SHANGHAI/BEIJING – China’s central bank will take further steps to support the virus-hit economy, including releasing more liquidity and lowering funding costs for firms, a vice governor of the bank told state media.
The People’s Bank of China (PBOC) will guide market interest rates lower and keep liquidity appropriately ample to help companies affected by the coronavirus epidemic, Liu Guoqiang, the bank official, told the Financial News in an interview.
The PBOC will release more liquidity to banks by adjusting the criteria for targeted reserve requirement ratios (RRR) cuts, Liu said.
“China’s monetary policy space is still very sufficient, and the toolbox is also sufficient. We are confident and able to offset the impact of the epidemic,” Liu told the newspaper.
The central bank will push down real lending rates, especially for small firms, by further improving the transmission mechanism of the loan prime rate (LPR) – its new benchmark lending rate, Liu said.
Liu reiterated that the central bank will not resort to “flood-like” stimulus.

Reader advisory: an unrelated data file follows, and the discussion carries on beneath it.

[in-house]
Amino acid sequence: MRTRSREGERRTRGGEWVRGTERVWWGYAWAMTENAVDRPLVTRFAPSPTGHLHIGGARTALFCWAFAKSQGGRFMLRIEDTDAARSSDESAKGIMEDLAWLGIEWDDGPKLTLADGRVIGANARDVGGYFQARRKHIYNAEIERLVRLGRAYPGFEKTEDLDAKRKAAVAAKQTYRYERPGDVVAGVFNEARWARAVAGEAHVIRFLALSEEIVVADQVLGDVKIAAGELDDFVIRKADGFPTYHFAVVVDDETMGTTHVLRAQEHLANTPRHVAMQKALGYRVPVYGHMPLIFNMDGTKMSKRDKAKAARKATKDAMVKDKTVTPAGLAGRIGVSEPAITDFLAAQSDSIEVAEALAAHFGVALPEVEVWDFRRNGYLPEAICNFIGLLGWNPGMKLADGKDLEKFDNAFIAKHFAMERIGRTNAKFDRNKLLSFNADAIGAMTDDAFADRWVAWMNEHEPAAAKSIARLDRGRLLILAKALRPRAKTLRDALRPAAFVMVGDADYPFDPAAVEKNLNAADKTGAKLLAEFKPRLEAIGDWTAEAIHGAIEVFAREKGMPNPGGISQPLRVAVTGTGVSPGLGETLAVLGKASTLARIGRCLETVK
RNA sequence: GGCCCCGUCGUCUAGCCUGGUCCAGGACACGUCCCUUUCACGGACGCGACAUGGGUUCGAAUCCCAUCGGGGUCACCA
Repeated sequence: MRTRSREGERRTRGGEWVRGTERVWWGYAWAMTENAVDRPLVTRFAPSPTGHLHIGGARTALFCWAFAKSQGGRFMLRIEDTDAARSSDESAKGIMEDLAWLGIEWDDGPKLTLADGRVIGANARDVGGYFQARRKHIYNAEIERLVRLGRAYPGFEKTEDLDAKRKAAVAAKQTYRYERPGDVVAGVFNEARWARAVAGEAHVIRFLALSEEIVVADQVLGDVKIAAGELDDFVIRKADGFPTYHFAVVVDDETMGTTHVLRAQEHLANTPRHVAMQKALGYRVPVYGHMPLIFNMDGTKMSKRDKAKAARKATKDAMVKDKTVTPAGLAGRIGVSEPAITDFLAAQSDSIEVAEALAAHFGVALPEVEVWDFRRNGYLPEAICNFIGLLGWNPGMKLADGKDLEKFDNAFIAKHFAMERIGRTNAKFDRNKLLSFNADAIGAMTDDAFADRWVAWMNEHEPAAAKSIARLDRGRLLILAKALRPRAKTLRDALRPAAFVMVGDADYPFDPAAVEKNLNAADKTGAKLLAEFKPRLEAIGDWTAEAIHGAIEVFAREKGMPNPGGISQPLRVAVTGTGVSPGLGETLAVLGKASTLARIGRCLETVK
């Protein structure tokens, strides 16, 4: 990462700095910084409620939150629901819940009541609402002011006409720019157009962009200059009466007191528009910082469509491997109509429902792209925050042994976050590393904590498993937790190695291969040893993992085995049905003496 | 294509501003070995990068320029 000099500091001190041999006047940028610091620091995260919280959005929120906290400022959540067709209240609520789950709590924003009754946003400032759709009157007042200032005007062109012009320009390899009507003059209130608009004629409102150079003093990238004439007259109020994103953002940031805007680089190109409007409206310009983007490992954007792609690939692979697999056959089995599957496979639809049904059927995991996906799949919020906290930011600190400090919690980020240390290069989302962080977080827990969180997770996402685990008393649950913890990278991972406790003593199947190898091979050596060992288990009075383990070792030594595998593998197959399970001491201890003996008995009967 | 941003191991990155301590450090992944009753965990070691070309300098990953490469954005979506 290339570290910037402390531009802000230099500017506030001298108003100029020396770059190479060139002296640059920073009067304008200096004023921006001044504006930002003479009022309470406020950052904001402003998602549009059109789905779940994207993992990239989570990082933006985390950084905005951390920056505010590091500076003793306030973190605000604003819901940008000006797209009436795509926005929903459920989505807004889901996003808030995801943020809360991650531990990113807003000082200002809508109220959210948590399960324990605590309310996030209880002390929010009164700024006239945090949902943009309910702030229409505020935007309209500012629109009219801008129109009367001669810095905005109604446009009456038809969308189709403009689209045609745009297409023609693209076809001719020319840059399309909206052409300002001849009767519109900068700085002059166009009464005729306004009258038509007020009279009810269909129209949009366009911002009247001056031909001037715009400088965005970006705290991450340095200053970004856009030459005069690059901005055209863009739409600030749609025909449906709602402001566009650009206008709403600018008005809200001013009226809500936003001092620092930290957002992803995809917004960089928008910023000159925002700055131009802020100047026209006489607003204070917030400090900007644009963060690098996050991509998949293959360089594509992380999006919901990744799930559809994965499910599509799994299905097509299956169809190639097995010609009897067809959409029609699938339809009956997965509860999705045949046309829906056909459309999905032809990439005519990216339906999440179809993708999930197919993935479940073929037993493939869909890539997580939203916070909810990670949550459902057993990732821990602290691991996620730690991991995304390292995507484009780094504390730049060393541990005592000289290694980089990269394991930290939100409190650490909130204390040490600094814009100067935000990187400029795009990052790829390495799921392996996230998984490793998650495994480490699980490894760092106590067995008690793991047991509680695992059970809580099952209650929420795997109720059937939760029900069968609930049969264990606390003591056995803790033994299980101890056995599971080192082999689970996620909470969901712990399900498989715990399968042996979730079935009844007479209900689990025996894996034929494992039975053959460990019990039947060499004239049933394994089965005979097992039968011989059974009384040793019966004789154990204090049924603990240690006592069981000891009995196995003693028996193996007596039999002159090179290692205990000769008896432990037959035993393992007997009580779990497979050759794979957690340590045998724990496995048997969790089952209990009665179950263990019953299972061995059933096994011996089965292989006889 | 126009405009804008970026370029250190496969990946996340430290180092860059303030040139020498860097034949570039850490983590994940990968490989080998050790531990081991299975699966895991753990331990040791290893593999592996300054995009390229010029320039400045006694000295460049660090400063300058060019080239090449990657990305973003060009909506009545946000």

China has cut several of its key rates in recent weeks, including the benchmark lending rate on Thursday, in a bid to reduce financial strains on companies facing severe business disruptions due to the outbreak. Investors widely expect further monetary and fiscal support measures in coming weeks.
Benchmark deposit rates will also be adjusted at an appropriate time, Liu said.
Liu said that the epidemic’s impact on China’s economy would be limited, and that Beijing would strive to meet economic and social development targets this year.
Chen Yulu, another vice central bank governor, said that the coronavirus’ impact on China’s economy will be short-term and limited, and that the country is fully confident it beat the epidemic, state media reported on Saturday.
“We believe that after this epidemic is over, pent-up demand for consumption and investment will be fully released, and China’s economy will rebound swiftly,” Chen said.
China’s economic growth may show a sharp slowdown in the first quarter, probably dipping to 3% or even lower from 6% in the previous quarter – which was the weakest pace in nearly 30 years, economists estimated.
The central bank also is closely monitoring consumer prices, which could be disturbed by the virus epidemic, Liu said.
Seasonal factors and the virus’ impact were behind the flat M1 money supply, or cash in circulation plus corporate demand deposits, in January from a year earlier, Liu said.
Liu also said China’s economic fundamentals were sound, adding it had ample foreign currency reserves to support its yuan currency.